Malaria test antigens for ELIspot
In all three studies we tested ELIspot response to the PkCSP antigen using pools of synthetic 20 aa peptides overlapping by 10 aa and spanning the antigen. The concentration of each peptide in the pool was 10 µM. In experiment #1, response to PkMSP1 was tested using an E. coli derived PkMSP1 19kD fragment tested at 2 µM (a gift of Dr. Sanjai Kumar). This 19kD fragment is contained within the 42kD PkMSP1 fragment used in our Pk vaccines. In experiment #3, we tested response to the PkAMA-1 antigen using pools of synthetic 15 aa peptides overlapping by 11 aa and spanning the antigen. The concentration of each peptide in the pool was 2 µM.
Statistical Methods: For each of the three separate experiments, we used Student's T test and Fisher's Exact Test for analysis of continuous and dichotomous variables respectively. For analysis of combined data from the three experiments in the final figure, we used a simple linear regression model.
Experiment # 1. Our goal in experiment #1 was to compare three priming regimens: 3 injections of DNA in PBS, 1 injection of DNA in PBS, and 3 injections of DNA formulated on PLG microspheres. All three groups received a boost with the same COPAK virus vaccine 16 weeks after the last DNA immunization. A control group received a mock vaccine, with control plasmid on PLG microspheres and a boost with control COPAK virus (Table 1). The three experimental groups were immunized with DNA encoding four Pk antigens, PkCSP, PkSSP2, PkAMA-1, and PkMSP1. Each of these four DNA plasmids was given into a separate im site (the left and right triceps and the left and right quadriceps) to preclude any interactions at the injection sites. Four weeks after the COPAK dose, all animals were challenged with 100 Pk sporozoites given iv and followed for the development of blood stage parasitemias. Blood was taken for in vitro studies before the first injection, four weeks after each DNA vaccination, and prior to challenge.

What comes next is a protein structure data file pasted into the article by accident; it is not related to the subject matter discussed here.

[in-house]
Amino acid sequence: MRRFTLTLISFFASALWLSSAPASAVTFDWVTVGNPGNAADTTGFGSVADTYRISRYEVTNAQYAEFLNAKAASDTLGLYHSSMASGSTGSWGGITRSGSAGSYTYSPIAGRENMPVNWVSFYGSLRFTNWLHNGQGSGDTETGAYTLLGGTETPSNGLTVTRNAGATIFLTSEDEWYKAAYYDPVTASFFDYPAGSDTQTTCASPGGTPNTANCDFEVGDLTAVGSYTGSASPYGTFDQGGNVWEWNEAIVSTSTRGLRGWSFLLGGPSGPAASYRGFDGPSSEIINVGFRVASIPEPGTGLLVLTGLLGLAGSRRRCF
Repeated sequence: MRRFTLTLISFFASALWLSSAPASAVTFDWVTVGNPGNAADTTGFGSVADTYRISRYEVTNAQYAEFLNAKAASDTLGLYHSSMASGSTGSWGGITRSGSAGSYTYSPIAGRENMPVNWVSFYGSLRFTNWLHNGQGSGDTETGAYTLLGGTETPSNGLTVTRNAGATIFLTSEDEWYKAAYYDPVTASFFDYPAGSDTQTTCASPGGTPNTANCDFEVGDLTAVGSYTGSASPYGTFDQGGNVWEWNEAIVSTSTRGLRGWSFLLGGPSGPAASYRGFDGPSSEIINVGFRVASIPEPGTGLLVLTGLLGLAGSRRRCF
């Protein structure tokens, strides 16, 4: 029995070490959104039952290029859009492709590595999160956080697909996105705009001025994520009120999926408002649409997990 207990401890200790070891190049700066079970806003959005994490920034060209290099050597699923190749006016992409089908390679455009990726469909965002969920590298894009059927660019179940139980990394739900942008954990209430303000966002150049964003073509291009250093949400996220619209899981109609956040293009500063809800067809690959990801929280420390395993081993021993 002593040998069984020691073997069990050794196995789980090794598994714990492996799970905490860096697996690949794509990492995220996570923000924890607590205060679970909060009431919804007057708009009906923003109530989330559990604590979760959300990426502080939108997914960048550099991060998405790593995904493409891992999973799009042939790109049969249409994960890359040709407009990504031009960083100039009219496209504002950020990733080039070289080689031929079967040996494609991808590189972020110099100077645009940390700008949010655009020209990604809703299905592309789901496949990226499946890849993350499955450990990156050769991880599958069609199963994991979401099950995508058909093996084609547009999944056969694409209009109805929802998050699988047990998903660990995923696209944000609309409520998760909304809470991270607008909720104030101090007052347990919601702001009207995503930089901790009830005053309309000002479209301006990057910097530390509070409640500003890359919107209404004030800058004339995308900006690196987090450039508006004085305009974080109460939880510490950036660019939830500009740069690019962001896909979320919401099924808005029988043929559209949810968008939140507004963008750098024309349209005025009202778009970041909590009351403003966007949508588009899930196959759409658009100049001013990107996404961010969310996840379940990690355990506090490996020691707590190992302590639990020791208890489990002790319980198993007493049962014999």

Figure 1 shows the parasitemias for individual monkeys plotted by vaccine group. We followed each animal until its parasitemia exceeded 1% at which time it was treated with anti-malarial drugs. Three animals, two in the control group and one in the PLG DNA group were inadvertently treated for malaria at parasitemias lower than 1% (these are shown with open markers). Figure 1 panel E shows the geometric mean parasitemia for each vaccine group for each day that at least three animals remained untreated for malaria. Table 2 summarizes the information on the first day parasites appeared in the blood and the day they reached 1%.